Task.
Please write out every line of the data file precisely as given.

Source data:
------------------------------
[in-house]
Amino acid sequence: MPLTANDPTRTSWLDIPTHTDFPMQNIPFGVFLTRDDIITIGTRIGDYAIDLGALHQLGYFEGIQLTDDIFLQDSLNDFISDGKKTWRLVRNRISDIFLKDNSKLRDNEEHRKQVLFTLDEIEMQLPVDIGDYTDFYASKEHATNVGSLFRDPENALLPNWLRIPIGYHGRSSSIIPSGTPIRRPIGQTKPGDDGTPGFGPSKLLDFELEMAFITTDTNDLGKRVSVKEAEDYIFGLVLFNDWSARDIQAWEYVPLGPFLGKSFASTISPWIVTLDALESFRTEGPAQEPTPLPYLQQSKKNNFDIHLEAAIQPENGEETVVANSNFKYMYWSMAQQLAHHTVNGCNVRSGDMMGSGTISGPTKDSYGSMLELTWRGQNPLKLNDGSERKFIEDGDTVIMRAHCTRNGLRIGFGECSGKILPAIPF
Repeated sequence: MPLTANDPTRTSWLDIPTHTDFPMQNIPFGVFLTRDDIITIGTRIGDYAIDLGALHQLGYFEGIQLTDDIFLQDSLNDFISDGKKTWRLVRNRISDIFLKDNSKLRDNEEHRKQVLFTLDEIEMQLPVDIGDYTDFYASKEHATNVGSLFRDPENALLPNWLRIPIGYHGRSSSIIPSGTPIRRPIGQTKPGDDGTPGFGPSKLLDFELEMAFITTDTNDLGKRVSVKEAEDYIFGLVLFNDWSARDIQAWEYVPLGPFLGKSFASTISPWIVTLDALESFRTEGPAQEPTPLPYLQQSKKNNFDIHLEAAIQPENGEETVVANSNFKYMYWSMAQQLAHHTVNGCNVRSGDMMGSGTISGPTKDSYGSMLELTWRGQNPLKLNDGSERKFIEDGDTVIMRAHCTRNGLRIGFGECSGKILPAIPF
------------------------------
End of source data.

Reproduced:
[in-house]
Amino acid sequence: MPLTANDPTRTSWLDIPTHTDFPMQNIPFGVFLTRDDIITIGTRIGDYAIDLGALHQLGYFEGIQLTDDIFLQDSLNDFISDGKKTWRLVRNRISDIFLKDNSKLRDNEEHRKQVLFTLDEIEMQLPVDIGDYTDFYASKEHATNVGSLFRDPENALLPNWLRIPIGYHGRSSSIIPSGTPIRRPIGQTKPGDDGTPGFGPSKLLDFELEMAFITTDTNDLGKRVSVKEAEDYIFGLVLFNDWSARDIQAWEYVPLGPFLGKSFASTISPWIVTLDALESFRTEGPAQEPTPLPYLQQSKKNNFDIHLEAAIQPENGEETVVANSNFKYMYWSMAQQLAHHTVNGCNVRSGDMMGSGTISGPTKDSYGSMLELTWRGQNPLKLNDGSERKFIEDGDTVIMRAHCTRNGLRIGFGECSGKILPAIPF
Repeated sequence: MPLTANDPTRTSWLDIPTHTDFPMQNIPFGVFLTRDDIITIGTRIGDYAIDLGALHQLGYFEGIQLTDDIFLQDSLNDFISDGKKTWRLVRNRISDIFLKDNSKLRDNEEHRKQVLFTLDEIEMQLPVDIGDYTDFYASKEHATNVGSLFRDPENALLPNWLRIPIGYHGRSSSIIPSGTPIRRPIGQTKPGDDGTPGFGPSKLLDFELEMAFITTDTNDLGKRVSVKEAEDYIFGLVLFNDWSARDIQAWEYVPLGPFLGKSFASTISPWIVTLDALESFRTEGPAQEPTPLPYLQQSKKNNFDIHLEAAIQPENGEETVVANSNFKYMYWSMAQQLAHHTVNGCNVRSGDMMGSGTISGPTKDSYGSMLELTWRGQNPLKLNDGSERKFIEDGDTVIMRAHCTRNGLRIGFGECSGKILPAIPF